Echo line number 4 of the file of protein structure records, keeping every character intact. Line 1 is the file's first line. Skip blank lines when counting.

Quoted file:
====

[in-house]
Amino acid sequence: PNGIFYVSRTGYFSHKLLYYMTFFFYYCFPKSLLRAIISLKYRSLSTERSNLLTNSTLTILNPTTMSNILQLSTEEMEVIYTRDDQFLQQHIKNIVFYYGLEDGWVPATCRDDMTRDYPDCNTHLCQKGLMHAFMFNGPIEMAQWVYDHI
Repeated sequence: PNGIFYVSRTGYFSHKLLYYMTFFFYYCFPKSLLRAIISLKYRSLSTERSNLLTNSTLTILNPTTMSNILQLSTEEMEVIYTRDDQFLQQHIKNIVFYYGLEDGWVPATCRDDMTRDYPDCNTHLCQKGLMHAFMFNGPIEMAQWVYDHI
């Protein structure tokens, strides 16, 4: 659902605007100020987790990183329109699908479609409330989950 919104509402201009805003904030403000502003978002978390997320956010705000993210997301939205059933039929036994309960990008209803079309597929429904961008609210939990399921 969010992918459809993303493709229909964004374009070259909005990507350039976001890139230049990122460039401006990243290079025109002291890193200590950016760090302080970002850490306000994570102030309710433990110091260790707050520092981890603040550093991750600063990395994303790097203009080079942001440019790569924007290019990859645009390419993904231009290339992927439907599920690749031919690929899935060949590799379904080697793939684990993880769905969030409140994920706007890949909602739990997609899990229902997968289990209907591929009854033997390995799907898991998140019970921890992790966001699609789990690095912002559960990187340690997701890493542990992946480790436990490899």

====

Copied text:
């Protein structure tokens, strides 16, 4: 659902605007100020987790990183329109699908479609409330989950 919104509402201009805003904030403000502003978002978390997320956010705000993210997301939205059933039929036994309960990008209803079309597929429904961008609210939990399921 969010992918459809993303493709229909964004374009070259909005990507350039976001890139230049990122460039401006990243290079025109002291890193200590950016760090302080970002850490306000994570102030309710433990110091260790707050520092981890603040550093991750600063990395994303790097203009080079942001440019790569924007290019990859645009390419993904231009290339992927439907599920690749031919690929899935060949590799379904080697793939684990993880769905969030409140994920706007890949909602739990997609899990229902997968289990209907591929009854033997390995799907898991998140019970921890992790966001699609789990690095912002559960990187340690997701890493542990992946480790436990490899």